RK: The thing is that you get a little of everything. That’s what we’re trying to do, a little of everything.

LH: That’s important to do, to split up the album – not just have it all grunge garage blues the whole time.

RK: I think we touch on all of our strengths on the album, which is nice. We all have different backgrounds in music. In the twelve songs we have, I can name one song in particular in each of our styles where we really honed in on that track specifically. And it’s very cool we all got to do that. We compromise in a sense but we also stay unique through it, which is really hard to do sometimes.
PC: What’s on the horizon for The Dirty Pennies?

LH: We’re touring in mid-August.

RK: Other than that, we’re writing new stuff.

JM: I think that’s the focus right now – new music.

RK: I love our record, but I’m ready for new stuff already.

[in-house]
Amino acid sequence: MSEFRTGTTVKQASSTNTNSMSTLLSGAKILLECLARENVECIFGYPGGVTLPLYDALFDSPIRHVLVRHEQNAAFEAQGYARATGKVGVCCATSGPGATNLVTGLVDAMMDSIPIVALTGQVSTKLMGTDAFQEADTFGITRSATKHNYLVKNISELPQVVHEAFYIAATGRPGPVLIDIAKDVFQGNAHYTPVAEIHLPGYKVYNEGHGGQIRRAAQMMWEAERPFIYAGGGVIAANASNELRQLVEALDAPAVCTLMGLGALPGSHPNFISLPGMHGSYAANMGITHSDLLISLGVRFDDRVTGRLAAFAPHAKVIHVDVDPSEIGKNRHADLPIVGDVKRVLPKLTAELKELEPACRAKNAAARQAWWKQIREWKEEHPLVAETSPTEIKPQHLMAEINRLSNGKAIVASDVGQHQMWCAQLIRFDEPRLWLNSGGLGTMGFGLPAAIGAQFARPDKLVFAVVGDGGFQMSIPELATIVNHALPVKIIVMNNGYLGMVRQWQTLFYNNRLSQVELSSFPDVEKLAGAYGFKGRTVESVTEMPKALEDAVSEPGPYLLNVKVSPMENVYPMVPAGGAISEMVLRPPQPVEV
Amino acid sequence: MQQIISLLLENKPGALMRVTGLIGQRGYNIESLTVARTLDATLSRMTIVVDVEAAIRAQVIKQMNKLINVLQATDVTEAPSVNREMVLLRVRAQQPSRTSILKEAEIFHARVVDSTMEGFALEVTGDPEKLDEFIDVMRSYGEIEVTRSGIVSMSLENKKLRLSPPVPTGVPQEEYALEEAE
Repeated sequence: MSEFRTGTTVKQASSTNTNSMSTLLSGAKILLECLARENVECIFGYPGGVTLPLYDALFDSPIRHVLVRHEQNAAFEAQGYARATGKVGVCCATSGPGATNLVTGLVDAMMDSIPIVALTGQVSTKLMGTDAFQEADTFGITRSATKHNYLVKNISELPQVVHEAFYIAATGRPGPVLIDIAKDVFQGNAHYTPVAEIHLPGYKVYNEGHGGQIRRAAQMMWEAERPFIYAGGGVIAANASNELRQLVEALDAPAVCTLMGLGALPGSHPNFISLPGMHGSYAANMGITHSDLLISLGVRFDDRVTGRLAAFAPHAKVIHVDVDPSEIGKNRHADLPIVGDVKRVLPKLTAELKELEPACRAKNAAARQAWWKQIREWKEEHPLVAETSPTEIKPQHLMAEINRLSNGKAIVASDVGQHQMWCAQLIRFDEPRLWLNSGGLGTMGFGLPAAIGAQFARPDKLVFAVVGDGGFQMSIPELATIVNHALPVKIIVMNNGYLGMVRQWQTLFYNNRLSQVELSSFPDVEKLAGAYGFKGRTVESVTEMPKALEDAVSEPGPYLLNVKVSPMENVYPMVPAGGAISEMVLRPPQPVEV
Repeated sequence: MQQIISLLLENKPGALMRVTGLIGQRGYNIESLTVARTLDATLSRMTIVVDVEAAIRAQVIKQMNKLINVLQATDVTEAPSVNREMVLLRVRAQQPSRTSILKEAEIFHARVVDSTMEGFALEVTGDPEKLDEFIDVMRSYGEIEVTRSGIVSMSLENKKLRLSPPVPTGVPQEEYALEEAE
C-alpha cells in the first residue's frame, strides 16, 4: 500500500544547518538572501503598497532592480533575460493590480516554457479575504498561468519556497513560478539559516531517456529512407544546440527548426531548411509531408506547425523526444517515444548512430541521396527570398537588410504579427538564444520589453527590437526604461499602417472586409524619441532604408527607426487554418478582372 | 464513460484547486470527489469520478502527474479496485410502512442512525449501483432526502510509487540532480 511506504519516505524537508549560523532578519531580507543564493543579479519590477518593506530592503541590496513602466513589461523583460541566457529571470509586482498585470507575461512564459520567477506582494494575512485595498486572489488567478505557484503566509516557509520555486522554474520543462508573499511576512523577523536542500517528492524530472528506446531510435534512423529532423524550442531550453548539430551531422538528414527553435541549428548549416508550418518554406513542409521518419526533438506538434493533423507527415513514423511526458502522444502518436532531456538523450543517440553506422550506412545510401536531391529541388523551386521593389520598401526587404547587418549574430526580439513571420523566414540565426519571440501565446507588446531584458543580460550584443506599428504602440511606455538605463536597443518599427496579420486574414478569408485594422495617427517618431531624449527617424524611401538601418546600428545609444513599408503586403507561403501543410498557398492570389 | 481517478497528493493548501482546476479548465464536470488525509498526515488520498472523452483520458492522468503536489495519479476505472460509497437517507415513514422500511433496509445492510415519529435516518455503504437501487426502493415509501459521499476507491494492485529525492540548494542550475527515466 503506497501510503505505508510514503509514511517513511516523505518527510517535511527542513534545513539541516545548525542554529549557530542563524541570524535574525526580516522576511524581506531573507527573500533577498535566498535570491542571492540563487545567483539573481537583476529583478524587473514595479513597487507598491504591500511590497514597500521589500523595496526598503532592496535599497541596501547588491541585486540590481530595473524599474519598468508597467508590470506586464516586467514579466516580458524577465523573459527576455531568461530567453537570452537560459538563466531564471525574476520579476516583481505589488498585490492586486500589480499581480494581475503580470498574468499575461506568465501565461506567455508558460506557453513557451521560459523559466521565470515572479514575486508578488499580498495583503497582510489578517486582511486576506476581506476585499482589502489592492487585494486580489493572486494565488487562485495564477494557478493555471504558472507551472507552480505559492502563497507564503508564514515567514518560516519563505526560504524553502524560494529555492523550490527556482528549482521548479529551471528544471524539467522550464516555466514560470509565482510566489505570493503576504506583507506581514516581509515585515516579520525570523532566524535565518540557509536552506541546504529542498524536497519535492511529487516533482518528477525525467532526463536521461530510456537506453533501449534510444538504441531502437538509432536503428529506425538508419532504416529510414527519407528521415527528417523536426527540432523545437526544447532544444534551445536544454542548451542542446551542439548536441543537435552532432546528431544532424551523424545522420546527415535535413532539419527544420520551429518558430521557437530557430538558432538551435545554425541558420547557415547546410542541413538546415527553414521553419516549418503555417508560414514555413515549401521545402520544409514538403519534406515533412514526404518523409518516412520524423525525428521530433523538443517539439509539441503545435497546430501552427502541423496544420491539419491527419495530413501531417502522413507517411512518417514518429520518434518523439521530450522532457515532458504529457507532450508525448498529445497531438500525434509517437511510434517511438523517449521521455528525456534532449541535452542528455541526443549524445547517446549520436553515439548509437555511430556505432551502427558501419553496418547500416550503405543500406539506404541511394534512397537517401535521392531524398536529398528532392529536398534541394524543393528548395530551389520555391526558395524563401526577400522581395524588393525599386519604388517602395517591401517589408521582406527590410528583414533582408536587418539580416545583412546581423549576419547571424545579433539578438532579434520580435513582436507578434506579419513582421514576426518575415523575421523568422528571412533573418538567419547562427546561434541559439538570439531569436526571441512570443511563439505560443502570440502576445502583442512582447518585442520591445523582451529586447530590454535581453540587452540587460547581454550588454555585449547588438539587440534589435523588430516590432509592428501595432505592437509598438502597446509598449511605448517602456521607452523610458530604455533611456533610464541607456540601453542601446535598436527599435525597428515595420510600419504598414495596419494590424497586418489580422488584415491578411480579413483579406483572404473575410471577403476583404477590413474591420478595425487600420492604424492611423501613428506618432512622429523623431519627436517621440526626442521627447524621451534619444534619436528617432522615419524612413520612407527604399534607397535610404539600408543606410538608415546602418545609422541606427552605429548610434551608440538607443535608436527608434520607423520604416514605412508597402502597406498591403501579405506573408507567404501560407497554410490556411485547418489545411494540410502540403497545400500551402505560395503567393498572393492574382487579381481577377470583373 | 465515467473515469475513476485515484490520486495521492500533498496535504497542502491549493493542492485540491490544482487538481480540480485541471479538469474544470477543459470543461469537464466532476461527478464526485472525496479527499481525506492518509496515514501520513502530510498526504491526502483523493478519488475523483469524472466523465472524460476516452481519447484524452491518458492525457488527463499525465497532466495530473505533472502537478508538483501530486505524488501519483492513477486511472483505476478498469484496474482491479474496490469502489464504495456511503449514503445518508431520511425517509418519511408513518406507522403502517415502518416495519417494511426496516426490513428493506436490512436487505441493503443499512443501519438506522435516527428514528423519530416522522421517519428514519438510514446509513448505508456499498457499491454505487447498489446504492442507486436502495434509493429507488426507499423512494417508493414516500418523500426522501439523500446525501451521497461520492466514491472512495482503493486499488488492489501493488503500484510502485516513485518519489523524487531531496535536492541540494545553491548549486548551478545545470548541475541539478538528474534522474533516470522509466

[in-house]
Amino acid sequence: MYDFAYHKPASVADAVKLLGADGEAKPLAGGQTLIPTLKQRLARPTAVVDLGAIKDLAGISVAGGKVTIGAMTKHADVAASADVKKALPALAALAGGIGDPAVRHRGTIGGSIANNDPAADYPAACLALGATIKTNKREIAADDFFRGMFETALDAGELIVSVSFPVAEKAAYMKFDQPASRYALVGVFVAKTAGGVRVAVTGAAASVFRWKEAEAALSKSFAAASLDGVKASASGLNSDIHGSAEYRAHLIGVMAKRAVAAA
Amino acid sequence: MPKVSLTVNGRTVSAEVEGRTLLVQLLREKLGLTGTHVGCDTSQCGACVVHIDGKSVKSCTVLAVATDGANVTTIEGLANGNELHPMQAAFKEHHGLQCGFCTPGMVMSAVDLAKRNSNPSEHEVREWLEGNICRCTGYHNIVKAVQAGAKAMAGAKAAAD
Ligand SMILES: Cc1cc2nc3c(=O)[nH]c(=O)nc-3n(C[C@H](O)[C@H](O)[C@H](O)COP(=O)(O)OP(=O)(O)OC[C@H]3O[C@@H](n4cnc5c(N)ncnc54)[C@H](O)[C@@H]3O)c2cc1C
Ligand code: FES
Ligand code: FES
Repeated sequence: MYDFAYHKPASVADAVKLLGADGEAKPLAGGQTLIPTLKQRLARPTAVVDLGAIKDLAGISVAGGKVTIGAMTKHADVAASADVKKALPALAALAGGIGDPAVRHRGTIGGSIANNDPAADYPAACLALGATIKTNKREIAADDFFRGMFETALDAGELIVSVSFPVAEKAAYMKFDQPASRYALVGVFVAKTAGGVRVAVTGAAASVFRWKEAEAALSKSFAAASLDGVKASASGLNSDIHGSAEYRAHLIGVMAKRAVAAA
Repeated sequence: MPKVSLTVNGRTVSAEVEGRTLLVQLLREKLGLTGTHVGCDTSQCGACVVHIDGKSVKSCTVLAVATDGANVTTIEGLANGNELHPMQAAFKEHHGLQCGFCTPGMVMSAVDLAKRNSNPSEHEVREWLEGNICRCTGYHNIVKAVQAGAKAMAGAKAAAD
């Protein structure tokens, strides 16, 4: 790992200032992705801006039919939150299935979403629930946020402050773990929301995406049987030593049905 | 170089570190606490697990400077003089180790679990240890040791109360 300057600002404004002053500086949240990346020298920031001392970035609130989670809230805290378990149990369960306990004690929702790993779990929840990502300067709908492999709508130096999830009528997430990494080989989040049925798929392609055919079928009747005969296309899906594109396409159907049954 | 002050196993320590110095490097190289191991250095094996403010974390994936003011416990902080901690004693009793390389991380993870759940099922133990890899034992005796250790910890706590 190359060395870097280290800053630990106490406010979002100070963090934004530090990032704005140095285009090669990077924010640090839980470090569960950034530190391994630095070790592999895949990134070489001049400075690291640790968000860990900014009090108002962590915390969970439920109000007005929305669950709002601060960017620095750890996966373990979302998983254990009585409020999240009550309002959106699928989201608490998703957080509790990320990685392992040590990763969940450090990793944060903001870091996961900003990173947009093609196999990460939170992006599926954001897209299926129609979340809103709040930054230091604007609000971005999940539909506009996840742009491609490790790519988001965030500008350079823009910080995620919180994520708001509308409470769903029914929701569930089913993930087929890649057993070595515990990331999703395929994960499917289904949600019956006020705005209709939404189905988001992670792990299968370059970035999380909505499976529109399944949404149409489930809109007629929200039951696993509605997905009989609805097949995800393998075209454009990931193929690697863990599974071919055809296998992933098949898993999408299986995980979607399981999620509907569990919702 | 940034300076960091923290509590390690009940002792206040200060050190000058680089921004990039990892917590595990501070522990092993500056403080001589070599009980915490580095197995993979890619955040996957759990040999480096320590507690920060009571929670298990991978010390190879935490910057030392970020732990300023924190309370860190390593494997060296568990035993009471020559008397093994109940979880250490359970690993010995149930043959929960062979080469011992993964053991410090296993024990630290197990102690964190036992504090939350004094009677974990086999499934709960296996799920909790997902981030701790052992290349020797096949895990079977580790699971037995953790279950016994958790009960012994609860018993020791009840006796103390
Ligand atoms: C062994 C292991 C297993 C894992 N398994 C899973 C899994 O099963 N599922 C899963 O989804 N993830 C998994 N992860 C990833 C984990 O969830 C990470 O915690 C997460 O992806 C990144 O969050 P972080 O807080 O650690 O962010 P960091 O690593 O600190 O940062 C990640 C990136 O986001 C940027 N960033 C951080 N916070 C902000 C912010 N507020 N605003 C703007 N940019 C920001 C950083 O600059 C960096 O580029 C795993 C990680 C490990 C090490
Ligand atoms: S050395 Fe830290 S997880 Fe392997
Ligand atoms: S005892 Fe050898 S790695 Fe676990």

LH: We have been playing some new songs in practice that we haven’t really played live or are obviously not on the record.

JM: We’ve got three or four new ones that are almost there.

LH: It’s always nice to write new stuff. It’s nice to go in other directions.

PC: What else would you like our readers to know about you?

RK: We’re high-energy. We like to put on a fun live performance.

by: Paula Cummings - NYS MUSIC

"Review: The Dirty Pennies EP (Out April 19th)"

Rock n Roll has been in long need of a straighter posture and The Dirty Pennies seem dead set on replacing it’s spine. On their latest ep our boys deliver a tight set of straight ahead tuneage that’ll keep heads nodding and bodies moving.
Single “I’m Giving Up” has an ear worm you’ll be humming for days but digging further into this collection certainly has its rewards. “Things You Say” shares echoes of both Black Rebel Motorcycle Club and early Brian Jonestown Massacre , while closer “Kingpin” has a super charged rave up mid-section that displays some killer guitar chops not unlike Noel Gallagher.

If your aesthetic is to throw on a fierce outfit, smoke too many cigarettes and look like you seriously don’t care about shit, let The Dirty Pennies be the soundtrack to your Saturday night. 8/10 - With Guitars